The human breast tissue explant culture system used has previously been optimized [26]. In brief, excess adipose tissue was removed and the tissues were dissected into small pieces of approximately 1–2 mm in size. Two to four pieces of tissue were placed on the top of Spongostan™ dental gelatin sponges (Ethicon) half-merged with medium. The medium used for the explant cultures contained phenol red-free HEPES-buffered DMEM/F12 with L-glutamine (Gibco) supplemented with 10% iFBS, 10 nM hydrocortisone (Sigma-Aldrich), 0.25% insulin-transferrin selenium supplement (Gibco), 0.25 μg/ml Amphotericin B (Gibco) and antibiotics. The cultures were treated with FGFRis, and the medium was changed once during a 7 day culture period. At the endpoint, the explants were fixed in 10% neutral buffered formalin for 24 h and stored in 70% ethanol.

2.9 Immunohistochemistry and quantitative image analysis

Explant cultures were embedded in paraffin and cut into 5 μM sections, after which hematoxylin and eosin (HE) staining was performed using standard methods. For immunohistochemistry, the sections were deparaffinized, blocked with 3% hydrogen peroxide and 10 mM citrate buffer, incubated with antibodies directed against Ki67 (Novocastra, NCL-L-Ki67-MM1) or cleaved caspase 3 (Cell Signaling Technologies, clone 5A1E, #9664) at 4 °C o/n, and with a biotinylated secondary antibody for 1 h at room temperature. Next, a chromogenic HRP-mediated diaminobenzidine staining method was used (Vectastain Elite ABC Kit, Vector Laboratories, USA), after which the samples were counterstained with Mayer’s hematoxylin. The stained sections were scanned using a digital slide scanner (Pannoramic 250 Slide Scanner, 3DHistech). Five representative images from cancerous areas were taken at 40x magnification. The number of stained cells/nuclei was quantified using thresholding within the Image J program, and the total number of tumor cells was calculated manually.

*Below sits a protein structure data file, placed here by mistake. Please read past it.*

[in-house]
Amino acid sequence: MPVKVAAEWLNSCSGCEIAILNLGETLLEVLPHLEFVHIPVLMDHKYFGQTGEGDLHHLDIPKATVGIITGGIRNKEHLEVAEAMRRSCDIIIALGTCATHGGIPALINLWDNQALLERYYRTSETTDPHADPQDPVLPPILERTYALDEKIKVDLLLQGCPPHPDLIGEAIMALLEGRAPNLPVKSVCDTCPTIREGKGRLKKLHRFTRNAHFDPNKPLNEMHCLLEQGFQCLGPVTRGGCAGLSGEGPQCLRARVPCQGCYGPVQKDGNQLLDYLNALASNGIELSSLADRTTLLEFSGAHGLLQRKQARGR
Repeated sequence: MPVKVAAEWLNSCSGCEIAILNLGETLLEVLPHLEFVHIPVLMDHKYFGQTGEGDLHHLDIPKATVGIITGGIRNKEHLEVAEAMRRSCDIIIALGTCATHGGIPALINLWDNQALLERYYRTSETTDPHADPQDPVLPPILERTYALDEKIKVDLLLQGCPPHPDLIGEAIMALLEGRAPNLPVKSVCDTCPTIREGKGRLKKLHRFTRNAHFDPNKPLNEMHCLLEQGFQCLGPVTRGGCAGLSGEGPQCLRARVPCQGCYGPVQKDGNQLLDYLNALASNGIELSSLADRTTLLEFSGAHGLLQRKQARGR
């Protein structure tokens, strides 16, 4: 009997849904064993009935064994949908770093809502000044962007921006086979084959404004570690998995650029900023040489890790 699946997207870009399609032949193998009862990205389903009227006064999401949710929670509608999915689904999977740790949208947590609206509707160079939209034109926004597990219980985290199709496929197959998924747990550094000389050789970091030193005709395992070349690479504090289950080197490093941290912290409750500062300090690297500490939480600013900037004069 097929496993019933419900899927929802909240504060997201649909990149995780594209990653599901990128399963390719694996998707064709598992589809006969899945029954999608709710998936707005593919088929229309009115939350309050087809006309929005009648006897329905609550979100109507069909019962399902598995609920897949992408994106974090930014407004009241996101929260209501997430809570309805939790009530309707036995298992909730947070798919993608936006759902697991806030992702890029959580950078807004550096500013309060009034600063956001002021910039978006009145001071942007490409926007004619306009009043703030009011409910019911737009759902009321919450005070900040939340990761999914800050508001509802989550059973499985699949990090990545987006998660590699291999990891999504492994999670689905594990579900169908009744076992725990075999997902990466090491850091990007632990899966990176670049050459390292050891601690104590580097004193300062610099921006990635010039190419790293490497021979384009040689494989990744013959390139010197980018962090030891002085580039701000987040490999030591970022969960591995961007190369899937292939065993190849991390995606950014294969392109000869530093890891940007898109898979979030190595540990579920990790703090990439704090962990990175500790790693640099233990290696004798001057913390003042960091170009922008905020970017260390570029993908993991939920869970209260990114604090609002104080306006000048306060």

2.10 Statistical analysis

The presentation of data and applied statistical methods are provided in the figure legends. Graph Pad Prism 7 and software R (www.r-project.org) were used for data visualization and statistical analyses.

3 Results

3.1 FGFRs 1–4 are expressed in different BC cell lines

We found that the FGFR expression profiles of MCF-7 and MFM223 cells were similar at the mRNA level, with FGFR2 being most abundantly expressed (Fig. 1a). FGFR1 and FGFR4 mRNAs were also detected at a relatively high level in these cells. In MDA-MB-231(SA) cells, the predominant mRNAs were those for the receptors FGFR1 and FGFR4. The expression of FGFR3 mRNA was low in all three cell lines (Ct values ~5–6 cycles higher than for FGFR1). Despite the reported FGFR1 and FGFR2 gene amplifications in MFM223 cells [15, 21], we did not detect higher relative FGFR1 or FGFR2 mRNA expression levels in these cells compared to MCF-7 or MDA-MB-231(SA) cells. Using Western blot analysis, however, we found that the FGFR1 protein expression pattern in MFM223 cells differed from that in the two other cell lines. A relatively high level of FGFR2 expression was detected in MFM223 cells. Different FGFR4 expression levels were detected in all the examined cell lines (Fig. 1b). The protein levels detected by Western blot analysis were, however, not completely in line with the mRNA expression data. Despite a very low FGFR3 mRNA expression, FGFR3 protein was detected in all three cell lines.

Fig. 1
figure 1

FGFR expression and the effects of FGFRis on FGFR signaling in BC cells. (a) mRNA expression of FGFR1–4 in MCF-7, MDA-MB-231(SA) and MFM223 cells analyzed by qRT-PCR. The columns present the relative expression levels compared to the expression level of the housekeeping gene β-actin, calculated separately in each cell line. Statistical significances (one-way ANOVA with Tukey posthoc test) are shown as: ns, * p < 0.05, ** p < 0.01, *** p < 0.001. Note that the scale on the y axis is logarithmic. (b) Protein expression of FGFR1, FGFR2, FGFR3 and FGFR4 in MCF-7, MDA-MB-231(SA) and MFM223 cells detected by Western blot analysis. (c) Cells were serum starved and treated with FGF-2 for 10 min in the presence or absence of TKI258, BGJ398 and AZD4547 at the indicated concentrations. Cell lysates were analyzed for FRS2 and ERK1/2 phosphorylation levels using Western blotting. Alpha-tubulin and total ERK1/2 were used as a loading controls for MCF-7 and MFM223 cells, and for MDA-MB-231(SA) (abbreviated as MDA-231) cells, respectively

3.2 FGFRis decrease FGFR-mediated signaling in BC cells